Oral historians differ on the utility of retrieving participants’ full life stories, but we agree that “full” is a relative term. There is always much unsaid in any life’s retelling, and for a wide range reasons. Drawing on forty years of interviewing Holocaust survivors, I emphasize here that what is unsaid in early interviews often emerges in later ones. Indeed, later interviews may even become counter narratives to earlier recounting—a way for participants to tell us not to “peg” them too easily or too soon.
The most recent issue of the Oral History Review will be zipping across the world soon. To hold you over until it arrives, we interviewed one of the authors featured in this edition, Jennifer Helgren, about her article, “A ‘Very Innocent Time’: Oral History Narratives, Nostalgia and Girls’ Safety in the 1950s and 1960s.”
In the Fall of 2012, I decided to offer to conduct oral history interviews of Monmouth University’s student veterans to donate to the Library of Congress Veterans History Project. I hadn’t conducted any oral histories since leaving government service the prior year. I missed the craft, and thought this a truly worthwhile endeavor.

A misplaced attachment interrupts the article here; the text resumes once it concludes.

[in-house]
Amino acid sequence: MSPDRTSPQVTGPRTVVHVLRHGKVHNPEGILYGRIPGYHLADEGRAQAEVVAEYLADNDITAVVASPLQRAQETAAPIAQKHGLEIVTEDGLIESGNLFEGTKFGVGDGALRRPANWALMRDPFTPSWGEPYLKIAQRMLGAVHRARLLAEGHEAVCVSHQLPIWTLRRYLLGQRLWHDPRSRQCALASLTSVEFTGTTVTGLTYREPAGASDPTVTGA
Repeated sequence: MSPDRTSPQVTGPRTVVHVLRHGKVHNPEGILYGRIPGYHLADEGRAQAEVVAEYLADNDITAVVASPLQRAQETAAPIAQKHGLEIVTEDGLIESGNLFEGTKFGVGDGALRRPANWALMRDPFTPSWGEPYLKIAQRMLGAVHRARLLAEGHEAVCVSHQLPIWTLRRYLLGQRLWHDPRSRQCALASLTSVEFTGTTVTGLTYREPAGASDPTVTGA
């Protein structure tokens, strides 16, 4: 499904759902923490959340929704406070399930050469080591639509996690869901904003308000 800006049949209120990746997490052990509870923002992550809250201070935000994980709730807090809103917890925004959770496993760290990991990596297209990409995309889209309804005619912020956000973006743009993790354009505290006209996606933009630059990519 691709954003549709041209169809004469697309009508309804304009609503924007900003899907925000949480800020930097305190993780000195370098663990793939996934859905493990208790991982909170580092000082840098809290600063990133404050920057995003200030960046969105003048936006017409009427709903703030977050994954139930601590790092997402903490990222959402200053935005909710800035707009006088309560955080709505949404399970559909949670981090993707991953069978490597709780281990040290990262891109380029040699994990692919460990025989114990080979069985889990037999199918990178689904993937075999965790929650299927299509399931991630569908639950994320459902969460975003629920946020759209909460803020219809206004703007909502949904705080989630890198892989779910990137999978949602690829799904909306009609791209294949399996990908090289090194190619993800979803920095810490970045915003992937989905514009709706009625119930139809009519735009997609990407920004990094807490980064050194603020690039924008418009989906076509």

I am a child of the internet age. I have never not had a computer in my house. Being in Columbia’s Oral History Master’s Program (OHMA), I’ve read articles for class that describe how oral historians recorded and edited audio in the past. Every time I read one of those articles, I call my mom, who used to work editing tape in the 70s and 80s. “How did you do it?” I ask. “How did you edit with a razor, with no undo button? If it was still like that, I would never have entered this field.”
In the most recent issue of the Oral History Review, Linda Shopes started an important discussion about changes she has seen in the field of oral history in “‘Insights and Oversights’: Reflections on the Documentary Tradition and the Theoretical Turn in Oral History”. Linda’s article sparked many interesting arguments on curation versus collection, critical analysis versus volume, and framing individual experiences in wider contexts. Below, we bring to you a continuation of this conversation through an email interview.
A few months ago, we asked you to tell us about the work you’re doing. Many of you responded, so for the next few months, we’re going to be publishing reflections, stories, and difficulties faced by fellow oral historians. This week, we bring you the first post in this series, focusing on a multimedia project from Mark Larson. We encourage you to engage with these posts by leaving comments on the post or on social media, or by reaching out directly to the authors.
This week, we’re excited to bring you another podcast, featuring Mark Cave, Stephen M. Sloan, and Managing Editor Troy Reeves. Cave and Sloan are the editors of a recently published book, Listening on the Edge: Oral History in the Aftermath of Crisis, which includes stories of practicing oral history in traumatic situations from around the world.